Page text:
Drug diversion is the intentional removal of a prescription medication from the legitimate channels of distribution and dispensing. Diversion occurs when family or friends share a prescription medication, when medication is stolen from its intended recipient, or when a prescription medication is otherwise illegally acquired.
Prescription drug diversion, misuse, and abuse is an escalating public health problem. Its impact is associated with a high likelihood of poor healthcare outcomes, increased incarceration cases, and increased mortality. Worldwide, sedatives, analgesics, and stimulants are the drug classes most commonly diverted, misused, and abused (Chibi et al., 2020).
People of all ages, genders, and backgrounds use illicit or prescription drugs nonmedically. This can mean taking a medication in a manner or dose other than prescribed; taking someone else’s prescription, even if for a legitimate medical complaint such as pain; or taking a medication to get high (NIDA, 2020, June).
Most Common Sources of Illicit Drugs
Once a person has made the decision to seek illicit drugs, they can find them in a number of ways: family, friends, doctor shopping, from healthcare providers, through fraud, and via the internet.
Friends and Family
Although we might assume that drug users acquire their prescription drugs from street dealers, this is not usually the case. Because prescription pain medications are so commonly prescribed, often nonmedical users merely look in the medicine cabinet of a family member or friend. Strikingly, drug dealers are a relatively small source of illicitly used prescription opioids. Diversion through family and friends is now the greatest source of illicit opioids (Dixon, 2018).
Patients may request prescription pain medications from more than one physician. The patient does not inform the doctors of the multiple prescribers and fills multiple prescriptions for the same or similar medication at different pharmacies. This is known as “doctor shopping.” However, most opioids are obtained by prescription from one physician (Dixon, 2018).
After prescriptions for opioids nearly quadrupled in the early part of the century, states began efforts to identify individuals most at risk for opioid abuse and overdose. Doctor shopping was identified as a risk factor for opioid use disorder, overdose, and diversion. Many states, including New Jersey, have developed PDMP databases to flag patients who doctor shop (Schneberk et al., 2020).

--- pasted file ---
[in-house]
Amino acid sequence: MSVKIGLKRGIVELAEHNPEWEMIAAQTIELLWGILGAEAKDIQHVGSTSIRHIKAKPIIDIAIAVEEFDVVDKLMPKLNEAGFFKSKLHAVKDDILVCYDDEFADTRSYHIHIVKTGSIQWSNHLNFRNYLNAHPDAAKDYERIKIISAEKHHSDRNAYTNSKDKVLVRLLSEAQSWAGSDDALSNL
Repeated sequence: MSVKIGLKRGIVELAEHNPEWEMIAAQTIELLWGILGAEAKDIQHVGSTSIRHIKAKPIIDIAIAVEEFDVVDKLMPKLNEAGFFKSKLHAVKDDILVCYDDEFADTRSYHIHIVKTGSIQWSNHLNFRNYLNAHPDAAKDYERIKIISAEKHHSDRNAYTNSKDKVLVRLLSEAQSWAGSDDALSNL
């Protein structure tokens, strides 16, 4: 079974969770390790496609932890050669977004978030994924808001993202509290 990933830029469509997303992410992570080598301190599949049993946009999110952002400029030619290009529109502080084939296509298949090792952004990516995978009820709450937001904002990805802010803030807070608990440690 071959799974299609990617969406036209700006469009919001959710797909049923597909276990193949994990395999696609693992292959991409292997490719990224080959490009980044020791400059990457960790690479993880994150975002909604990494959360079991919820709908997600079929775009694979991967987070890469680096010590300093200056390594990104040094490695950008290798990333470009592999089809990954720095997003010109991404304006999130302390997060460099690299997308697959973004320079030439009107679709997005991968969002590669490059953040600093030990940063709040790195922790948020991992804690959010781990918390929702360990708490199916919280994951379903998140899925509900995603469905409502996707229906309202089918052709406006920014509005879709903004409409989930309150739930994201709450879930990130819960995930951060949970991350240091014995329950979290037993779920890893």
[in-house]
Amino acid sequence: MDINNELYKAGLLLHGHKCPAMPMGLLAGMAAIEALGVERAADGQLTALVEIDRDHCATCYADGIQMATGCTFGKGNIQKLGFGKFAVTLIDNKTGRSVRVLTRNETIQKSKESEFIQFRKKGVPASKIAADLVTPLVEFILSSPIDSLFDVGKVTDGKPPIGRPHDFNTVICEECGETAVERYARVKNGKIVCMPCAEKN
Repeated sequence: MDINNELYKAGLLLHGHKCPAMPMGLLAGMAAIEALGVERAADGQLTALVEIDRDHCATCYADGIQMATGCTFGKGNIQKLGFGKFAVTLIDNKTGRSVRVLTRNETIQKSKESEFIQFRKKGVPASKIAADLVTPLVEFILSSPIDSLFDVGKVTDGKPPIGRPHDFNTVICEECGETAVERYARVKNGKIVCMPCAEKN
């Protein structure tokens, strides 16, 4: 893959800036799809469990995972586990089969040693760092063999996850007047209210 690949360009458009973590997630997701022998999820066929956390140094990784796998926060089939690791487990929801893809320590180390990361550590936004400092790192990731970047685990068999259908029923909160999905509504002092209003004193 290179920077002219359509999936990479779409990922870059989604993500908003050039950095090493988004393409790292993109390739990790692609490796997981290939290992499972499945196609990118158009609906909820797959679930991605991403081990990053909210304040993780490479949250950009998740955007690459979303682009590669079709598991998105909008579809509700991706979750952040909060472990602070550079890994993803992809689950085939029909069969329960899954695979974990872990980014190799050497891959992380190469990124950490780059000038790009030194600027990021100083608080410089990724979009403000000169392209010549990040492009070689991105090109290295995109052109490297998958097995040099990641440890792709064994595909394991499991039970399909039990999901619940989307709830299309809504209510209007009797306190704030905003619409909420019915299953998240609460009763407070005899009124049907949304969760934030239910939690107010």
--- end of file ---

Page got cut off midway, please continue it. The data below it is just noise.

Paradoxically, negative health outcomes can occur as denied patients pursue opioids through riskier channels or use more lethal forms of opioids. Although there is evidence that PDMPs may reduce overall opioid prescriptions, there is insufficient evidence to determine if PDMPs curtail doctor shopping behavior or reduce negative patient centered outcomes such as opioid overdoses (Schneberk et al., 2020).
Patients who misuse or abuse prescription drugs may try to fill a fraudulent prescription, which come in many forms:
- Filling out a prescription for fictitious patient on a prescription pad stolen from a prescriber’s office.
- Altering a legitimate prescription.
- Changing the phone number on a legitimate prescription pad with an altered call-back number.
- Calling in a fraudulent prescription and providing the drug abuser’s own call-back number for verification.
- Create a fraudulent prescription signed by a fictitious doctor or copied from a legitimate doctor.
Data suggest that about 10% of healthcare workers are abusing drugs. They may become involved in drug diversion by providing drugs to patients engaging in fraud or doctor shopping, or divert drugs for their own use.
Nonclinical healthcare workers may also divert drugs. Shipping-and-receiving personnel often handle drug shipments or returns and housekeeping may encounter partly filled vials in patient rooms. Patients and their families may also divert drugs by, for example, acquiring fentanyl patches from unsecured waste receptacles or tampering with unsecured intravenous infusions (Fan et al., 2019).
Due to the availability of, and access to, medications in healthcare organizations, diversion of controlled substances can be difficult to detect and prevent without a comprehensive controlled substances diversion-prevention program (Joint Commission, 2019).
Some of the ways in which controlled substances are diverted by a healthcare provider:
- Substitute drug is removed and administered while controlled substance is diverted.
- Prescription pads are diverted and forged to obtain controlled substances.
- Volume removed from premixed infusion.